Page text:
Most investors are giving SNC-Lavalin Group Inc. (TSX:SNC) a wide berth until the legal troubles surrounding the company are finally resolved.

Let’s take a look at the current situation to see if it makes sense to take a contrarian position in the stock while others are avoiding the name.

Corruption and fraud issues

SNC-Lavalin’s difficulties are connected to a series of legal woes surrounding contracts that were obtained using unscrupulous business practices.

Canada’s iconic engineering firm is already serving a 10-year ban on World Bank projects. The organization determined that SNC had not followed the rules when it won a contract to build a new bridge in Bangladesh.

Closer to home, the company is facing RCMP charges related to contract secured in Libya. That process is ongoing and could result in a similar ban on work in Canada.

The RCMP situation is the biggest concern for investors right now, but some analysts say the market should look at a string of recent contract wins as evidence that SNC-Lavalin could escape the process with a lesser penalty.

New deals

The RCMP charges have not had a negative impact on SNC-Lavalin’s ability to win new contracts in Canada, and a recent agreement with the Government of Canada’s new Integrity Regime has cleared the way for the company to continue bidding, while the RCMP case works its way through the legal process.

Since the RCMP charges were announced, SNC-Lavalin has secured a number of important Canadian contracts.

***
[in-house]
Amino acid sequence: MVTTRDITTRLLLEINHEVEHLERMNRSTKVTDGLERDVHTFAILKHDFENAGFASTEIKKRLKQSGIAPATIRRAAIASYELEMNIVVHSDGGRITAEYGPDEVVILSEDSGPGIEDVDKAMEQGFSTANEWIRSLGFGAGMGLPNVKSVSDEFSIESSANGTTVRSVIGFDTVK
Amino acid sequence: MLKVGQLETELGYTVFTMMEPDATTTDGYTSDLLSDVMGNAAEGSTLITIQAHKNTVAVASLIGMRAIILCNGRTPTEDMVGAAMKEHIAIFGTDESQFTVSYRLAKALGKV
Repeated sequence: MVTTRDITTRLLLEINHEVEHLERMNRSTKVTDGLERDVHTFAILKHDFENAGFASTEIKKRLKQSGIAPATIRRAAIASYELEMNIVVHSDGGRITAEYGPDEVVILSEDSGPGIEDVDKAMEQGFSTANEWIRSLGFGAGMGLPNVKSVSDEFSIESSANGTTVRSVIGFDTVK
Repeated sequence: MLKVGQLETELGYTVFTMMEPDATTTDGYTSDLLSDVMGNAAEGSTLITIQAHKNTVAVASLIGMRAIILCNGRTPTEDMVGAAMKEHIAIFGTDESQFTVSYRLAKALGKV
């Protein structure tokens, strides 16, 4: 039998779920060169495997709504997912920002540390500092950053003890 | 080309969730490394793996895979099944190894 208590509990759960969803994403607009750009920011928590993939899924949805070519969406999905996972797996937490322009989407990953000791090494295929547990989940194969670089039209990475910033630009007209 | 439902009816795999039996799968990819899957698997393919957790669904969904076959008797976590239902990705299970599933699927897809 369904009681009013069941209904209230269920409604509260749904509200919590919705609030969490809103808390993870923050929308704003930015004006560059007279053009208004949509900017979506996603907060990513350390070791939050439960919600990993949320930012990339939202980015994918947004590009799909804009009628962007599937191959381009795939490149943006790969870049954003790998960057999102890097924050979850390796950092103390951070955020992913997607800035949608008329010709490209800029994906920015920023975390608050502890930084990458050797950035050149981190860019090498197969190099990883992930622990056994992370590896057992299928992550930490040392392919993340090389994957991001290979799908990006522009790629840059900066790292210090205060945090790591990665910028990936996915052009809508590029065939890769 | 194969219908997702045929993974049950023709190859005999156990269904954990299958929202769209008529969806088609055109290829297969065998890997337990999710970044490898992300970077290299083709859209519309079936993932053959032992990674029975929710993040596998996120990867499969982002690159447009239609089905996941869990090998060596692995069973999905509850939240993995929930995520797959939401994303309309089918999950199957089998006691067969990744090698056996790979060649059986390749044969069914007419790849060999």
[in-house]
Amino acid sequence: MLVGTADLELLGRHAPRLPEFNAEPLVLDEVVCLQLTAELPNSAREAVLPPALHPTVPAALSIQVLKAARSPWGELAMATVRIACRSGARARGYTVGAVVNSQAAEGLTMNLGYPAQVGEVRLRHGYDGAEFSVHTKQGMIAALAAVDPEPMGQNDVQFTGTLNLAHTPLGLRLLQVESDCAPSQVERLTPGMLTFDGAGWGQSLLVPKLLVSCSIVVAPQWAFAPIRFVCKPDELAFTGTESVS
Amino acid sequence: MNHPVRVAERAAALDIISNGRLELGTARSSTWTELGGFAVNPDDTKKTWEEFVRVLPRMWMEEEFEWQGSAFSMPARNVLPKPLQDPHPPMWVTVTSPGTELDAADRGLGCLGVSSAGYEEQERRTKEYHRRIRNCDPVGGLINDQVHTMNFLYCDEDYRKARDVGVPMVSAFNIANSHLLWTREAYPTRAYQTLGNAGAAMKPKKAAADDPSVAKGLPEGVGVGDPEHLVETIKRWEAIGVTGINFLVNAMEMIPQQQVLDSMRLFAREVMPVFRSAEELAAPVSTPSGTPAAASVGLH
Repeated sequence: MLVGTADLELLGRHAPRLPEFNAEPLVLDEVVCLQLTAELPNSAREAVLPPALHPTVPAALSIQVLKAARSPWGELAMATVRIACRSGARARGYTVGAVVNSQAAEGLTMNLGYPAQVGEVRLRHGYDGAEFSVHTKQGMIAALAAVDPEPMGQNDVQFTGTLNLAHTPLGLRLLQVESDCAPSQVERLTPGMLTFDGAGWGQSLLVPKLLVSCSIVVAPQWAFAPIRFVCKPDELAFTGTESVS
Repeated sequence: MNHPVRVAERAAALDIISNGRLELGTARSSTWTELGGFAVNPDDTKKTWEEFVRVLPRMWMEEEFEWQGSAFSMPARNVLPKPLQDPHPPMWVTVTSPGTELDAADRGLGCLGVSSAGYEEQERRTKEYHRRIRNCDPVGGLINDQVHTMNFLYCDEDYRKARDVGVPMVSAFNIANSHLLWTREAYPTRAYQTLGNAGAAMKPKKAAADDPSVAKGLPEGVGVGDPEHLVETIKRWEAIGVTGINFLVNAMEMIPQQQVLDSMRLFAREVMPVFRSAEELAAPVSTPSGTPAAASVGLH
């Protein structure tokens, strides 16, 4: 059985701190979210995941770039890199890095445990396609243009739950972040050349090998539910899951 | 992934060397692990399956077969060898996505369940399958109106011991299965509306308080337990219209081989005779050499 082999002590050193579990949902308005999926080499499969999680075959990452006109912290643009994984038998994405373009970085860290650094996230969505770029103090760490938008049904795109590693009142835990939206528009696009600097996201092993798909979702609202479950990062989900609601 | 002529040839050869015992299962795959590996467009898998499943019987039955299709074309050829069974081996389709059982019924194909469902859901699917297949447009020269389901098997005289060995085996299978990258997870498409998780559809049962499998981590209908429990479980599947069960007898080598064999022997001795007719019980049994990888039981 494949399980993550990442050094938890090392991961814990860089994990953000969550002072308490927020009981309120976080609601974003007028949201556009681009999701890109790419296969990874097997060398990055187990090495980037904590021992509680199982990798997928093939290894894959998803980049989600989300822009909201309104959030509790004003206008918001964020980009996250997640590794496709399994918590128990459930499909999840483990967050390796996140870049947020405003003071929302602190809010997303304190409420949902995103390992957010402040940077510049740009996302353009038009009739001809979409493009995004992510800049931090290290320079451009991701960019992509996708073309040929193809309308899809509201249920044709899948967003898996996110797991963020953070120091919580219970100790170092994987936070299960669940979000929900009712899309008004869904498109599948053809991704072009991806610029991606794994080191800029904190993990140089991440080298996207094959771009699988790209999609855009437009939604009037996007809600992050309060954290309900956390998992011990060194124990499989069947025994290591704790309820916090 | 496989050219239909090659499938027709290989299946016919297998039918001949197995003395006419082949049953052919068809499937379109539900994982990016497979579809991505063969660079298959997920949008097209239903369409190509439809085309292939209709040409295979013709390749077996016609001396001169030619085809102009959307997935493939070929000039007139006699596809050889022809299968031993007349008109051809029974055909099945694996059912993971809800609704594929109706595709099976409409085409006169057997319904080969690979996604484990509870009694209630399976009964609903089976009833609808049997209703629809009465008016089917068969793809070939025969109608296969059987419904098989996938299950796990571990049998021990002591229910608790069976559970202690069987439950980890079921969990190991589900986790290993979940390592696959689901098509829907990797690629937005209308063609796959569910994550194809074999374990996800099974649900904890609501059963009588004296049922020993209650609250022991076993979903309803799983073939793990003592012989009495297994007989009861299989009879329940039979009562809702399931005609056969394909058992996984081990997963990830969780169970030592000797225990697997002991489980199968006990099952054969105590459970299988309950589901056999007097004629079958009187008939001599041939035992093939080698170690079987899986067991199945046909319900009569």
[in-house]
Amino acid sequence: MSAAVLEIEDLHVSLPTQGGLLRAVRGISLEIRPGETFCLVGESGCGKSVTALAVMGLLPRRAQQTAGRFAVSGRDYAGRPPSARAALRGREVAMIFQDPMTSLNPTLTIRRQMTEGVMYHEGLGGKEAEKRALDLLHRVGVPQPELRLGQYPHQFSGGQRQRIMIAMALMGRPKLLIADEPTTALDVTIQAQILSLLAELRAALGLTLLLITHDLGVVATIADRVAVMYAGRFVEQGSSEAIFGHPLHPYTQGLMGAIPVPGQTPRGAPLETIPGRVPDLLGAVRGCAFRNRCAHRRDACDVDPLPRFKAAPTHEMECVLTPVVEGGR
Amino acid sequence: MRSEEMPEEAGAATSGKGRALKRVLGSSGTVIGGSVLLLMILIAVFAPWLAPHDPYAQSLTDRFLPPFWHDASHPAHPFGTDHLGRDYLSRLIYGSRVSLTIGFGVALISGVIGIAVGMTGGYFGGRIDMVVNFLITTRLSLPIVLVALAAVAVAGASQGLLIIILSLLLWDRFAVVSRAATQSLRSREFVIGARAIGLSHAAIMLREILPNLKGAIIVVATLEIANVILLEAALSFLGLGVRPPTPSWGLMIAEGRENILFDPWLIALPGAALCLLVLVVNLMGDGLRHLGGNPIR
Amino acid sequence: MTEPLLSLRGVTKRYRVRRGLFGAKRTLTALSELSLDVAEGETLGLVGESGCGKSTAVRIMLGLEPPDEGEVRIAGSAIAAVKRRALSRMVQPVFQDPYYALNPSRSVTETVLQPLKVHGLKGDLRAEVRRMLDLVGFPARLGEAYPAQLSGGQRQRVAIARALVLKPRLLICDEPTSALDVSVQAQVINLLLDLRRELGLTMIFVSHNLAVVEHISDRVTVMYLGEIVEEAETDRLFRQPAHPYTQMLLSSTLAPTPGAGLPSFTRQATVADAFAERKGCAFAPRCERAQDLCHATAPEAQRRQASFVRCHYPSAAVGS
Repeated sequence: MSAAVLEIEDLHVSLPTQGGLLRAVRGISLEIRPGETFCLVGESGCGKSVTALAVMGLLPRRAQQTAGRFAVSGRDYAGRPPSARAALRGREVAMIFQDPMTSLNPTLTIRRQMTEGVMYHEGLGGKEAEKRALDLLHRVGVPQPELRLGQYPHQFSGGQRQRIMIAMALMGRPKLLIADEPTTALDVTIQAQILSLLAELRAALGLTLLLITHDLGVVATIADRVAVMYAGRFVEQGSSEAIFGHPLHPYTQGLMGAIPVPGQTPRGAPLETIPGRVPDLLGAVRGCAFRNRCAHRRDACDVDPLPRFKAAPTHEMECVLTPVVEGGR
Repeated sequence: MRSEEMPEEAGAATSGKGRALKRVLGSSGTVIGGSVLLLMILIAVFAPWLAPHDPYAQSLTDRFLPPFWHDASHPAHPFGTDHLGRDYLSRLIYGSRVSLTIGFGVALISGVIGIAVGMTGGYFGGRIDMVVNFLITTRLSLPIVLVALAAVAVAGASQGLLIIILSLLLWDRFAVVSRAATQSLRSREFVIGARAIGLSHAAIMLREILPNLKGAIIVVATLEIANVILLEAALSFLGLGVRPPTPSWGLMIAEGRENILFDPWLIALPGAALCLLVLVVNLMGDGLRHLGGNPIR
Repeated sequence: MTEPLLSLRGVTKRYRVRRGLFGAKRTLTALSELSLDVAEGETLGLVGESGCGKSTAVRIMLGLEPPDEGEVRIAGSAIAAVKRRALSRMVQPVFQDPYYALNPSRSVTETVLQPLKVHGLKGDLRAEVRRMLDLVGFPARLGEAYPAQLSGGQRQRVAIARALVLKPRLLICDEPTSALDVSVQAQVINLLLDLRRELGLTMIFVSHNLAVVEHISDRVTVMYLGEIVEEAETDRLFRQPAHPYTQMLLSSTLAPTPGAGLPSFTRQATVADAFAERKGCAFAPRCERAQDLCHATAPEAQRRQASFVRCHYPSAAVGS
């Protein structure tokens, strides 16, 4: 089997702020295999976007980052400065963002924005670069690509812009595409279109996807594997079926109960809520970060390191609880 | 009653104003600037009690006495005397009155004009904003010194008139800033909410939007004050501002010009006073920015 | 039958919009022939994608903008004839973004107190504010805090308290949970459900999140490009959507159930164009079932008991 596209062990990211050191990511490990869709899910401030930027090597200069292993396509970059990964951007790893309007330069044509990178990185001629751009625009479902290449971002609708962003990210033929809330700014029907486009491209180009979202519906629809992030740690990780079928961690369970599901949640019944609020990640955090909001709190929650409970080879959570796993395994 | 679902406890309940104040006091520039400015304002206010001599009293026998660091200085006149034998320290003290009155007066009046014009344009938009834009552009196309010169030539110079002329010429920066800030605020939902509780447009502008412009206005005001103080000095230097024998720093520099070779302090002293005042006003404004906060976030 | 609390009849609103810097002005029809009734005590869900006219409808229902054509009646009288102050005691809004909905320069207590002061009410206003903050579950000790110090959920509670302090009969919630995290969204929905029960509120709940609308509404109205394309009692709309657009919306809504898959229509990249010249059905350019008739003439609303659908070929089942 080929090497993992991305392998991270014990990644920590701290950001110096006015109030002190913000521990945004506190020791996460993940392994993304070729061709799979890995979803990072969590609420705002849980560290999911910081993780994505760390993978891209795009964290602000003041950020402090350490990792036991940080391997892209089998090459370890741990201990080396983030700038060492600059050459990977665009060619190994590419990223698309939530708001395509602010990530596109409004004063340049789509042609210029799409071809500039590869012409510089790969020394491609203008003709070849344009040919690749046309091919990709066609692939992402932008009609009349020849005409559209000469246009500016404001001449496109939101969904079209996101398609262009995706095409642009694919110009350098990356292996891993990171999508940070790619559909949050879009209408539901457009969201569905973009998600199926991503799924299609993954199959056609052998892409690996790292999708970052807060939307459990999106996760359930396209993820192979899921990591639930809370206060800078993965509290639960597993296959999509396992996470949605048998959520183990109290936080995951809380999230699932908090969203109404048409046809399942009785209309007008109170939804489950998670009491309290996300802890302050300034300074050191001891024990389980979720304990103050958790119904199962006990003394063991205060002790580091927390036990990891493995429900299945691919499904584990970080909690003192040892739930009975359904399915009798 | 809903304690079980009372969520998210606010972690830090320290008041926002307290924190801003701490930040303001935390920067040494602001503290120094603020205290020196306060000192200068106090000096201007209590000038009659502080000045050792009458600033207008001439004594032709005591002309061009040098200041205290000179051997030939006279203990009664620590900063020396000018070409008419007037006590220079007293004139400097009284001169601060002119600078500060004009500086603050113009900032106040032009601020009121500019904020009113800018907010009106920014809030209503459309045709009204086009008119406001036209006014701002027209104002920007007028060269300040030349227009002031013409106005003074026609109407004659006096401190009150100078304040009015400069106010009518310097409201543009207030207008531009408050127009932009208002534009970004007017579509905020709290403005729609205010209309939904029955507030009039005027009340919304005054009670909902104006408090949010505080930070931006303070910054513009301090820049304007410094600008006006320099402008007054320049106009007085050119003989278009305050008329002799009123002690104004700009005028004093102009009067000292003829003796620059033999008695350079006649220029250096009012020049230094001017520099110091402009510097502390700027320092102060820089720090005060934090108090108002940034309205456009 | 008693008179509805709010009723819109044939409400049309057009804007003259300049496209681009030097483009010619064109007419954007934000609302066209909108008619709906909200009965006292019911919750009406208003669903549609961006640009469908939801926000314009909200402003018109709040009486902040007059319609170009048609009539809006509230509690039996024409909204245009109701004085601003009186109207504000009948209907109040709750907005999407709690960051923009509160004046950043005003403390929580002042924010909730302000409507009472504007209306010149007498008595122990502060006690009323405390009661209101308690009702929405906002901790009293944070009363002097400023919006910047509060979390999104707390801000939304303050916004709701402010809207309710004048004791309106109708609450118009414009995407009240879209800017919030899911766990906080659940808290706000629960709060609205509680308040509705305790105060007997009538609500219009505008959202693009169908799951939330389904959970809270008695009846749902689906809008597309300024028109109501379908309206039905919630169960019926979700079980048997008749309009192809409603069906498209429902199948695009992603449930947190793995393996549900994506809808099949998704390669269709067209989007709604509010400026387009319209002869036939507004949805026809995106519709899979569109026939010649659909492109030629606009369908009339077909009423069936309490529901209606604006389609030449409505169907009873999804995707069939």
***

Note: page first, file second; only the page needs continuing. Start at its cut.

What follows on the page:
The company and its partner were chosen to build and maintain Montreal’s new Champlain Bridge. That contract could last for decades. SNC-Lavalin is also part of a group that has been chosen to operate and manage a unit of Atomic Energy of Canada Limited.

At the provincial level, SNC-Lavalin was recently chosen to construct a larger transit extension in Toronto and just got the nod from Infrastructure Ontario to modernize 19 Ontario Disability Support Program offices.

The company is even winning Canadian awards. On November 4, SNC-Lavalin was awarded two Gold Awards at the Canadian Council for Public-Private Partnerships’ awards event for excellence, innovation, and effective procurement on two Canadian contracts.


SNC-Lavalin finished Q3 2015 with $2.45 billion in cash and short-term investments. Long-term liabilities were just $1.5 billion. The company has a record revenue backlog of $12.7 billion and plans to sell its stake in the Highway 407 toll road, which some analysts believe could fetch $3 billion.

The net cash position plus the estimated value of the 407 add up to about $26 of the company’s current stock price of $42 per share. That means investors are paying just $16 per share for the rest SNC-Lavalin’s assets plus the large order backlog.

One estimate puts the value of that part of the company at $29 per share.

Should you buy?

SNC-Lavalin is still a world-class engineering firm. If you believe the company will avoid a ban in Canada, it might be worth taking contrarian position in the stock.

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Fool contributor Andrew Walker has no position in any stocks mentioned.